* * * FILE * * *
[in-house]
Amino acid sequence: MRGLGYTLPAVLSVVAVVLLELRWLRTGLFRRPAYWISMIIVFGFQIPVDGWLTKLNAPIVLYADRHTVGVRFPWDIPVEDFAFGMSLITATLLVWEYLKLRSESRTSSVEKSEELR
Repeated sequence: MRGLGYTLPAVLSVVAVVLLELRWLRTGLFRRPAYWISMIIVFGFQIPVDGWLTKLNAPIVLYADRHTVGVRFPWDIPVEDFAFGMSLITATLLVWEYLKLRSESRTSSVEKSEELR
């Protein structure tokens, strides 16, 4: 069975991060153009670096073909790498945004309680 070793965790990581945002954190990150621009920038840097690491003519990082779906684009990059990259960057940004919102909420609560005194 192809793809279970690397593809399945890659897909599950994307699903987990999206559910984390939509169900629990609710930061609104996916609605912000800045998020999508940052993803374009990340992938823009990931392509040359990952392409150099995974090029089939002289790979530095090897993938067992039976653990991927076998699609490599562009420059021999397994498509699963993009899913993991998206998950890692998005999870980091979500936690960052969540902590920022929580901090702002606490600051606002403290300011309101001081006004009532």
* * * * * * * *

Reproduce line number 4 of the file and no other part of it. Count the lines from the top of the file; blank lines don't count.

């Protein structure tokens, strides 16, 4: 069975991060153009670096073909790498945004309680 070793965790990581945002954190990150621009920038840097690491003519990082779906684009990059990259960057940004919102909420609560005194 192809793809279970690397593809399945890659897909599950994307699903987990999206559910984390939509169900629990609710930061609104996916609605912000800045998020999508940052993803374009990340992938823009990931392509040359990952392409150099995974090029089939002289790979530095090897993938067992039976653990991927076998699609490599562009420059021999397994498509699963993009899913993991998206998950890692998005999870980091979500936690960052969540902590920022929580901090702002606490600051606002403290300011309101001081006004009532």